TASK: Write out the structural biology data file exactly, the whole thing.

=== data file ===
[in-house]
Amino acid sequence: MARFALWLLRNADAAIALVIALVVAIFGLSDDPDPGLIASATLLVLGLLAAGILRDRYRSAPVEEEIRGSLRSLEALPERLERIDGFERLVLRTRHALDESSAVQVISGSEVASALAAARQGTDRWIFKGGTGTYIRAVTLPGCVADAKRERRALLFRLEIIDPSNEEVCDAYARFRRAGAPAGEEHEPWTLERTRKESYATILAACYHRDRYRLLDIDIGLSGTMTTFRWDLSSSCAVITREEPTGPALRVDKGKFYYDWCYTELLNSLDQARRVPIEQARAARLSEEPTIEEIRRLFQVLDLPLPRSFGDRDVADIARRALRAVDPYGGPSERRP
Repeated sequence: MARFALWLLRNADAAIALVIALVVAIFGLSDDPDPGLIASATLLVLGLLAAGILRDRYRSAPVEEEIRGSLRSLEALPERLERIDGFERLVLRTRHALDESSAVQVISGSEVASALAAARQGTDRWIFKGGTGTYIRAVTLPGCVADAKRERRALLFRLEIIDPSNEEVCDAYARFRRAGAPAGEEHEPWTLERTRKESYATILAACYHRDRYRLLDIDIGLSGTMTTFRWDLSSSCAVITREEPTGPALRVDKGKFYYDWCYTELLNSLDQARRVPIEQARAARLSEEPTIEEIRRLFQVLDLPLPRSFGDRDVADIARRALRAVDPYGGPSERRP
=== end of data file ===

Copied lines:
[in-house]
Amino acid sequence: MARFALWLLRNADAAIALVIALVVAIFGLSDDPDPGLIASATLLVLGLLAAGILRDRYRSAPVEEEIRGSLRSLEALPERLERIDGFERLVLRTRHALDESSAVQVISGSEVASALAAARQGTDRWIFKGGTGTYIRAVTLPGCVADAKRERRALLFRLEIIDPSNEEVCDAYARFRRAGAPAGEEHEPWTLERTRKESYATILAACYHRDRYRLLDIDIGLSGTMTTFRWDLSSSCAVITREEPTGPALRVDKGKFYYDWCYTELLNSLDQARRVPIEQARAARLSEEPTIEEIRRLFQVLDLPLPRSFGDRDVADIARRALRAVDPYGGPSERRP
Repeated sequence: MARFALWLLRNADAAIALVIALVVAIFGLSDDPDPGLIASATLLVLGLLAAGILRDRYRSAPVEEEIRGSLRSLEALPERLERIDGFERLVLRTRHALDESSAVQVISGSEVASALAAARQGTDRWIFKGGTGTYIRAVTLPGCVADAKRERRALLFRLEIIDPSNEEVCDAYARFRRAGAPAGEEHEPWTLERTRKESYATILAACYHRDRYRLLDIDIGLSGTMTTFRWDLSSSCAVITREEPTGPALRVDKGKFYYDWCYTELLNSLDQARRVPIEQARAARLSEEPTIEEIRRLFQVLDLPLPRSFGDRDVADIARRALRAVDPYGGPSERRP